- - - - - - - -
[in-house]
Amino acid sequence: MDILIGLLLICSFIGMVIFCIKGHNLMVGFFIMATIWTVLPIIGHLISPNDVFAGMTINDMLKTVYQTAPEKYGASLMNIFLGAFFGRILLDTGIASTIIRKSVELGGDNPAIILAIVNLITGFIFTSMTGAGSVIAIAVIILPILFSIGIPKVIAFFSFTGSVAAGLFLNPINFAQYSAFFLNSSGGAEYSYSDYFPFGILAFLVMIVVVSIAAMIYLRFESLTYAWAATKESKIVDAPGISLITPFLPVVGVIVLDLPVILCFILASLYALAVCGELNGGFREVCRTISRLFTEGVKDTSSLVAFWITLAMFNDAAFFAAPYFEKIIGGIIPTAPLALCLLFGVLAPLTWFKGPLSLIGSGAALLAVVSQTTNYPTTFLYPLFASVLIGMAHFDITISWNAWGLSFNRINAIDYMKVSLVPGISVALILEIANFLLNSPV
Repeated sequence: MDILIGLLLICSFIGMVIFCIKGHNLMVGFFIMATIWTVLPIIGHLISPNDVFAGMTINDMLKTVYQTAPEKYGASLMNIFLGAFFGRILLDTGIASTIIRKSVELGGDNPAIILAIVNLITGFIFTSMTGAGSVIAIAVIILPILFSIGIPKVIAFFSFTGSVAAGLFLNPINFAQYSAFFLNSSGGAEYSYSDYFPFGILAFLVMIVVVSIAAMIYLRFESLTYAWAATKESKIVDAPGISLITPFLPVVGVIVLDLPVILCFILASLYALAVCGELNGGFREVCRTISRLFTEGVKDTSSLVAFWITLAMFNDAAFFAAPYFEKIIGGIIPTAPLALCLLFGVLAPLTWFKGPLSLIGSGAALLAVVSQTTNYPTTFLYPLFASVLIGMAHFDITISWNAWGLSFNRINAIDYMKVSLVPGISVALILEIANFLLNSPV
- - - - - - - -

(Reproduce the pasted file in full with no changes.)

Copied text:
[in-house]
Amino acid sequence: MDILIGLLLICSFIGMVIFCIKGHNLMVGFFIMATIWTVLPIIGHLISPNDVFAGMTINDMLKTVYQTAPEKYGASLMNIFLGAFFGRILLDTGIASTIIRKSVELGGDNPAIILAIVNLITGFIFTSMTGAGSVIAIAVIILPILFSIGIPKVIAFFSFTGSVAAGLFLNPINFAQYSAFFLNSSGGAEYSYSDYFPFGILAFLVMIVVVSIAAMIYLRFESLTYAWAATKESKIVDAPGISLITPFLPVVGVIVLDLPVILCFILASLYALAVCGELNGGFREVCRTISRLFTEGVKDTSSLVAFWITLAMFNDAAFFAAPYFEKIIGGIIPTAPLALCLLFGVLAPLTWFKGPLSLIGSGAALLAVVSQTTNYPTTFLYPLFASVLIGMAHFDITISWNAWGLSFNRINAIDYMKVSLVPGISVALILEIANFLLNSPV
Repeated sequence: MDILIGLLLICSFIGMVIFCIKGHNLMVGFFIMATIWTVLPIIGHLISPNDVFAGMTINDMLKTVYQTAPEKYGASLMNIFLGAFFGRILLDTGIASTIIRKSVELGGDNPAIILAIVNLITGFIFTSMTGAGSVIAIAVIILPILFSIGIPKVIAFFSFTGSVAAGLFLNPINFAQYSAFFLNSSGGAEYSYSDYFPFGILAFLVMIVVVSIAAMIYLRFESLTYAWAATKESKIVDAPGISLITPFLPVVGVIVLDLPVILCFILASLYALAVCGELNGGFREVCRTISRLFTEGVKDTSSLVAFWITLAMFNDAAFFAAPYFEKIIGGIIPTAPLALCLLFGVLAPLTWFKGPLSLIGSGAALLAVVSQTTNYPTTFLYPLFASVLIGMAHFDITISWNAWGLSFNRINAIDYMKVSLVPGISVALILEIANFLLNSPV